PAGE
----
03 Sep 2008

(QualityGal) All I Really Needed to Know About Internet Marketing I Learned In Preschool

My son starts preschool tomorrow. Aside from staying home from the office tomorrow and becoming a basket case (my baby is growing up!) it got me thinking. My son loves to watch Noggin, and they have some amusing promos based on this: Noggin is like preschool on TV. Don’t you wish life was more like preschool?

Why yes, I do wish life was more like preschool. Thinking about it, Internet Marketing is part of my life now, and it does share some similarities with lessons learned in preschool…

Everything is a learning experience.

In preschool, even playtime is learning time.  Playing on the playground lets kids work on their gross motor skills and social skills.  In Internet Marketing, we never stop learning, either.  While keeping up with the latest webmaster guidelines may not be very fun and exciting, keeping connected via social networks like Twitter makes education more fun. While messaging on Twitter may seem like goofing off sometimes, there is educational value in many of the conversations there. Reading and writing blog posts keeps everyone up to date on what is happening in the industry, much like circle time in preschool.

Share.

In preschool, kids have to learn to share - something that many of them likely never had to do before, especially if they lack siblings.  It may cause tears from time to time, but it eventually gets easier.  It’s a little trickier in the field of Internet Marketing, as no one wants to give away their trade secrets, but if no one shared anything, we’d never be able to improve – individually, or as an industry.  Sharing bits and pieces of knowledge helps spark new ideas.  Even something as simple as linking out from blog posts is a form of sharing, as it encourages the sharing of both ideas and attention.

Snack time is an important part of the day.

In preschool, kids learn to sit down and relax for a little while as they enjoying healthy snacks.  In Internet Marketing, we appreciate the value of a little snack break, too.  At least in the We Build Pages office, we get free ice cream – whether we’re designers, content managers, link ninjas, or newly acquired superstars like Pat Sexton.  (One of the programmers helped himself to some before 10:00 am yesterday.)  We also celebrate birthdays with cake or other goodies.  Snacks are good for staff morale and motivation.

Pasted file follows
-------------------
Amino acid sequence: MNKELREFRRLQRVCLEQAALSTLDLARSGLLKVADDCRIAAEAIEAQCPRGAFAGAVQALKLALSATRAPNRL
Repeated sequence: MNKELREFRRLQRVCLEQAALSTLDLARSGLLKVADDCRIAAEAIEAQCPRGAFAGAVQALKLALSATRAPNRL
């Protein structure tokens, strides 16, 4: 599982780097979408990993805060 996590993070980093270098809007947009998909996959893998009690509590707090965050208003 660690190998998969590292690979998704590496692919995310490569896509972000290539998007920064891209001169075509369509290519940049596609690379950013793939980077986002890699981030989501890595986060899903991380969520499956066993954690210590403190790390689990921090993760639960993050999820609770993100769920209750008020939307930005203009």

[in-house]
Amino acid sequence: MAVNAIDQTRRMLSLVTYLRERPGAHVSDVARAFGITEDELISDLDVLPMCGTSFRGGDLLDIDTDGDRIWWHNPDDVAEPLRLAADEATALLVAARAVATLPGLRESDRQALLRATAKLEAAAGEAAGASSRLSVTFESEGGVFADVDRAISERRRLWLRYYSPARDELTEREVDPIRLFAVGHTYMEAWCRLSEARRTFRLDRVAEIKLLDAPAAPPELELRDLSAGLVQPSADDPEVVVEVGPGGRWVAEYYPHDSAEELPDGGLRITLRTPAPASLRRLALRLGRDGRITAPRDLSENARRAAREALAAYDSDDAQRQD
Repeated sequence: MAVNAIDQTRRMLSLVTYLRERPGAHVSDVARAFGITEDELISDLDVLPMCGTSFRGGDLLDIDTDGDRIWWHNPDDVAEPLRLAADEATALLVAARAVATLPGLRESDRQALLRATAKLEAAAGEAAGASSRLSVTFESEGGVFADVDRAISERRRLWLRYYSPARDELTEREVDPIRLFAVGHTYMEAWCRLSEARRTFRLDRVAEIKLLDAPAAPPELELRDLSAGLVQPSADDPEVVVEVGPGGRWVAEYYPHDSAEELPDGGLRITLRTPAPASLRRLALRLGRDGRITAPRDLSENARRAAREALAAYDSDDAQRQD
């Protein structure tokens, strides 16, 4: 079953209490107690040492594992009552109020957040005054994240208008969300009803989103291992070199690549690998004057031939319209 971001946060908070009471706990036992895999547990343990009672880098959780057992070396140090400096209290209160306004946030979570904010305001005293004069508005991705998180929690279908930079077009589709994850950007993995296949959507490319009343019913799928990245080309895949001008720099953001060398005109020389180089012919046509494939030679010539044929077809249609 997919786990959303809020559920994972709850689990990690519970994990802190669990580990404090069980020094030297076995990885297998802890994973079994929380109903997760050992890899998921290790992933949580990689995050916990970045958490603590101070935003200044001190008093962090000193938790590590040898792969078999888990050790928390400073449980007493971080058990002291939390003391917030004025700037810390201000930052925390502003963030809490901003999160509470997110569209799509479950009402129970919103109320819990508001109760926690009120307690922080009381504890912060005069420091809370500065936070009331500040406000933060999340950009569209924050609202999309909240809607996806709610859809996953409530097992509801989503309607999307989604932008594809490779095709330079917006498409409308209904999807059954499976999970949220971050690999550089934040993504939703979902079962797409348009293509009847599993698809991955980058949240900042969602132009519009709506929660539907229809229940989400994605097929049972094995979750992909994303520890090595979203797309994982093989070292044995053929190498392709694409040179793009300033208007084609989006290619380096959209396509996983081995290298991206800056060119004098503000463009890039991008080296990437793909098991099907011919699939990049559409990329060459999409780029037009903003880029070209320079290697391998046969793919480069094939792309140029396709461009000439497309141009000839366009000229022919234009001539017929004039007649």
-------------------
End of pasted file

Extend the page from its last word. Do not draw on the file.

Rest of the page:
Arts and Crafts are important.

In preschool, arts and crafts are more a part of the lesson plans than they are in grade school, when they are considered an optional form of enrichment.  In Internet Marketing, creativity is a job requirement.  You need to experiment in order to find out what works and what doesn’t work, cobbling together your marketing plan from all of the tools you have available.  While you may not be working with pipe cleaners, cotton balls, paste, and construction paper, it’s still up to you to figure out the best way to put together the resources you have available to you.

Reading is fundamental.

This goes with along with the "never stop learning" part above.  In preschool, story time is crucial for helping kids pick up valuable literacy skills that they may or may not be learning at home.  In Internet Marketing, you have to read to stay competitive.  If you aren’t reading what others are putting out there, you’re going to miss out on some valuable information – and that could cost you both your money and your reputation.

Follow the rules.

In preschool, you have to listen to what the teacher says, or you’ll find yourself sitting in time out.  In Internet Marketing, like it or not, you have to play by the rules set by the entities that send you the traffic.  Oh sure, you can disagree with The Goog’s policies – you can even complain loudly about them – but at the end of the day, if you don’t follow the rules, they may decide to stop sending you traffic by means of a penalty.  Maybe the complaining will lead to a policy change eventually, but don’t hold your breath.  Of course, if you don’t care about Google traffic, then you don’t have to listen to Google.  But if you want to play in their house, you have to play by their rules.  The time out corner can be a quiet, lonely place to be.

In the end…

I left out the part about playing well with others, because that seems to be something our industry is struggling with on a daily basis.  Can you think of any other ways that Internet Marketing is like preschool?  I’d love to hear them.